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Indeed, the typical Sicilian women’s dress is definitely one consisting of a simple skirt of linen, cotton, or lamé that was called a fadedda. Long to the feet, this garment was stopped at the waist with a belt and paired with a petticoat and a jippuni, a heavy blouse made of the same fabric. To add color to the dress, a handkerchief was placed on the shoulders. The skirt was also paired with a simple apron, and finally, the outfit was ended with blue stockings and classic black shoes.

Often and frequently, women completed their outfits with a cape to be placed over their shoulders. It was a universal garment, worn by Sicilian women to go into the market or into town to run errands for the household. On the other hand, when it was necessary to attend church, for example during processions, women used to combine their everyday garments with a faddigghia, a black silk overcoat that went down from the waist to the feet, which was a more refined piece dedicated to the great occasions.

traditional italian clothing costume Sicily
Via: | Isidoro Murabito, CC

On the other hand, men were more simply dressed in causi, velvet pants tightened with buckles at the knee level, with openings on the hips, which were then paired with a green or light blue waist belt, and a panzera with brass buttons. Completing the men’s outfit was the coppola, the traditional brown cloth cap.

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4. Lazio, Abruzzo and Molise: the Ciocia footwear

This traditional footwear from the central and southern regions of Italy gave its name to Ciociaria, the characteristic rural area famous for the homonymous movie with Sofia Loren.

Ciocia footwear traditional italian clothing
Via: Wikimedia Commons | Francorov, CC

Ciocia were the typical shoes of peasants and shepherds, consisting of wide soles of treated leather that were then wrapped around the foot and anchored to the leg with some straps. Ciocia is often matched with the so-called pezze, a band of white fabric that completely wraps around the foot, ankle, and calf.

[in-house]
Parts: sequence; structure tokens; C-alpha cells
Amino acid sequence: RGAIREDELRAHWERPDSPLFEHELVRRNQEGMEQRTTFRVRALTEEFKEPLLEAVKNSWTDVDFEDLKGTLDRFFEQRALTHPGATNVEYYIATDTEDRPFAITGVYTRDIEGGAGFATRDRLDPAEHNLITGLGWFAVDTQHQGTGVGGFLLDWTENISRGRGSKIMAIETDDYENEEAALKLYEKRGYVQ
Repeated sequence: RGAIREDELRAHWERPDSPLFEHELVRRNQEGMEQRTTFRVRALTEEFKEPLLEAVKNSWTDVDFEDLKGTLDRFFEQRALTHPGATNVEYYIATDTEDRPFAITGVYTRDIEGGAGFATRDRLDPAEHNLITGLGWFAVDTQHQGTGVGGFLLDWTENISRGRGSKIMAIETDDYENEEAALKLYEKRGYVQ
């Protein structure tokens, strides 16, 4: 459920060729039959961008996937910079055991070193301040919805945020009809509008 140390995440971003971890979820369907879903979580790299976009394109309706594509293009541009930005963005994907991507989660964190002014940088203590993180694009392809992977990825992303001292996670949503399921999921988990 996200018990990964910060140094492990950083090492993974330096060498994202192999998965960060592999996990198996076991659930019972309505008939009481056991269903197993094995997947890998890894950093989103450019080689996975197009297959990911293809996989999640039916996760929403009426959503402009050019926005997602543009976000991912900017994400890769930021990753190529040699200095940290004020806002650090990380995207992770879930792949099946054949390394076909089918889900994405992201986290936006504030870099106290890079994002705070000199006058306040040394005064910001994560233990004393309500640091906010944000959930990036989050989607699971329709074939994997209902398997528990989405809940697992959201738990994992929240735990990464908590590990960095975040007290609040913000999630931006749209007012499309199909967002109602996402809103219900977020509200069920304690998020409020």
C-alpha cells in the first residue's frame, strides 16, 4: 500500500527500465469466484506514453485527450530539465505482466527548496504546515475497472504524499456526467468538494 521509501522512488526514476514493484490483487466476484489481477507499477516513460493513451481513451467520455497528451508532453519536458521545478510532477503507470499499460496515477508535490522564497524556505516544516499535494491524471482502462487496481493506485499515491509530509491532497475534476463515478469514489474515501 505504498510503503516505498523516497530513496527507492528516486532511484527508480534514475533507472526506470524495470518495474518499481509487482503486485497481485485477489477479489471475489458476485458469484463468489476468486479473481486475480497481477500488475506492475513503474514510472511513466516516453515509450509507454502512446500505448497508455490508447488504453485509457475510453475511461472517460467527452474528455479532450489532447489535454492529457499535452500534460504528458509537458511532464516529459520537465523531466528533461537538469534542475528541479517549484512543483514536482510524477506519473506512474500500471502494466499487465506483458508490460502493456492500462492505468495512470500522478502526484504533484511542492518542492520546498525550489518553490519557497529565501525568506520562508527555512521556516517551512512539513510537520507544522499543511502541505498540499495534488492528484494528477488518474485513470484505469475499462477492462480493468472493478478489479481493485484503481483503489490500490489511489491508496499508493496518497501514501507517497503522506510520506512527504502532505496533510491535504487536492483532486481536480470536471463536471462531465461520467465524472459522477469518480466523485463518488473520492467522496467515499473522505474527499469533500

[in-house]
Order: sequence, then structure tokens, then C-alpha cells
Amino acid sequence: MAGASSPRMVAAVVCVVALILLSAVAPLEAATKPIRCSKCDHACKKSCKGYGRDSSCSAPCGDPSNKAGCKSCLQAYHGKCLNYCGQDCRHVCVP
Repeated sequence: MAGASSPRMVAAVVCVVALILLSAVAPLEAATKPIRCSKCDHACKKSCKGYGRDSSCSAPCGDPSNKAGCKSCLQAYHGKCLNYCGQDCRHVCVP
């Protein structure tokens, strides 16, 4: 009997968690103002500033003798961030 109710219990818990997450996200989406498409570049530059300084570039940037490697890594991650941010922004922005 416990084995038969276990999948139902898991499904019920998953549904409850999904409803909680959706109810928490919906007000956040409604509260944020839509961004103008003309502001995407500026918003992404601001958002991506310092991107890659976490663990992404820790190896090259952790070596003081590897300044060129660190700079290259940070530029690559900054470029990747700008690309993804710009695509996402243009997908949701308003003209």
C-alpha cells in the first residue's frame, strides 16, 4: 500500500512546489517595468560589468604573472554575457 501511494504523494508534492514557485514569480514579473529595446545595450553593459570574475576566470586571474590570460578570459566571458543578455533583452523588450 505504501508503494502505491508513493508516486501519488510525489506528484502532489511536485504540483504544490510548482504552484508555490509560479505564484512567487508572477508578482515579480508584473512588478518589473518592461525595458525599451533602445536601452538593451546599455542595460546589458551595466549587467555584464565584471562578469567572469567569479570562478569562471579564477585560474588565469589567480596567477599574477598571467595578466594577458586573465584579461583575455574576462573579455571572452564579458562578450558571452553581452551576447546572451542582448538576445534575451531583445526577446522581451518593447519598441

Nowadays, it is possible to see them on the feet of pipers at folklore events, where typical Italian costumes are still worn, or outside restaurants and bars, as a tourist attraction.

5. Venice: the precious Carnival costumes

What better way to end this overview than with the Venetian Carnival costumes? These rich and opulent dresses, reminiscent of the glorious splendor of the Serenissima, are still nowadays made with skill and precision by specialized ateliers, to celebrate the famous Venetian carnival.

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The tradition to wear these elaborated dresses started back in the XVth century when upper-class gentlemen started some entertainment clubs Compagnie della Calza, whose purpose was to organize parties and celebrate the artistic and cultural ferment of the city.

Venetian costumes for women consisted of tight bodices stiffened by whalebone splints, while the skirts were sinuously wide thanks to ingenious internal supports. Made of precious fabrics and silks that came to the Lagoon from the distant lands of the East, they were always embellished with Burano glass. On the feet were tall shoes that could reach up to 50 centimeters in height, called calcagnini or ciopine.

Except for carnival, Venice has much more to offer. We have selected nine authentic must-do’s.

To complete the outfit there were the accessories, which were very important: mittens, handbags, and folding fans, indispensable for visual communication, and true weapon of seduction at the time.

traditional italian clothing costume Venice
Via: Wikimedia Commons | Thomas Bresson, CC

Men were also dressed in clothes made of fabrics from the Orient, such as velvet and damask. Their clothing was usually made of a tailcoat, a shirt that was always white, and short pants tight just below the knees. A headdress and a long black cloak, made of silk or wool, completed the outfit.

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In conclusion…

Traditional Italian dresses are real “pieces of wearable history”, as they faithfully narrate the story of the evolution and unification of this beautiful country, as well as the regional differences that still co-exist today in Italian culture.

Every region, every occasion, and even every village and family have its own traditional dresses, which are still used to celebrate special occasions, and -perhaps most importantly- to keep the past alive!

Q&A on traditional Italian clothing

Where do the most important styles of traditional Italian clothing come from?

You find especially strong traditional dress style in South Tyrol (Alto Adige), Sardinia, Sicily, Venice and the region south of Rome.

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1 thought on “Traditional Italian clothing: a guide on traditional clothes”

  1. Hello,
    I’m visiting my home town of Sezze Latina on sept 14. Where can I get a traditional folk dress closest to me?
    Thank you so much